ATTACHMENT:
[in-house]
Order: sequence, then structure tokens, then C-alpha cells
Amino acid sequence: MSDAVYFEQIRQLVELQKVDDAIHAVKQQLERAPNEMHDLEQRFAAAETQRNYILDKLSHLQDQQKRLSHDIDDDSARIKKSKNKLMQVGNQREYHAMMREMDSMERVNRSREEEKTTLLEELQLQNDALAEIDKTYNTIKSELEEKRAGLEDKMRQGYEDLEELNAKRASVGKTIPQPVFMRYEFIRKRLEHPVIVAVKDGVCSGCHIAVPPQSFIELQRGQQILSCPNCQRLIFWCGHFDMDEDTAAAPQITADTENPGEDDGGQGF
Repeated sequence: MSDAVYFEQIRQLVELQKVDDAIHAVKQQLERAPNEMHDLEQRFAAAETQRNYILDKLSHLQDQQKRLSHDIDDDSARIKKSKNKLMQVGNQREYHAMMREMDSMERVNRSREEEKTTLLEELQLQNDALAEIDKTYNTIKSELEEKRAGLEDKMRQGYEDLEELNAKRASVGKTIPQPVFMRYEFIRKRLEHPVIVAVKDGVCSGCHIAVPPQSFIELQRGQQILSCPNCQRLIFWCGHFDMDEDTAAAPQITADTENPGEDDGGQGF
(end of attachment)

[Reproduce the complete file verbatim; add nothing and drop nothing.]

[in-house]
Order: sequence, then structure tokens, then C-alpha cells
Amino acid sequence: MSDAVYFEQIRQLVELQKVDDAIHAVKQQLERAPNEMHDLEQRFAAAETQRNYILDKLSHLQDQQKRLSHDIDDDSARIKKSKNKLMQVGNQREYHAMMREMDSMERVNRSREEEKTTLLEELQLQNDALAEIDKTYNTIKSELEEKRAGLEDKMRQGYEDLEELNAKRASVGKTIPQPVFMRYEFIRKRLEHPVIVAVKDGVCSGCHIAVPPQSFIELQRGQQILSCPNCQRLIFWCGHFDMDEDTAAAPQITADTENPGEDDGGQGF
Repeated sequence: MSDAVYFEQIRQLVELQKVDDAIHAVKQQLERAPNEMHDLEQRFAAAETQRNYILDKLSHLQDQQKRLSHDIDDDSARIKKSKNKLMQVGNQREYHAMMREMDSMERVNRSREEEKTTLLEELQLQNDALAEIDKTYNTIKSELEEKRAGLEDKMRQGYEDLEELNAKRASVGKTIPQPVFMRYEFIRKRLEHPVIVAVKDGVCSGCHIAVPPQSFIELQRGQQILSCPNCQRLIFWCGHFDMDEDTAAAPQITADTENPGEDDGGQGF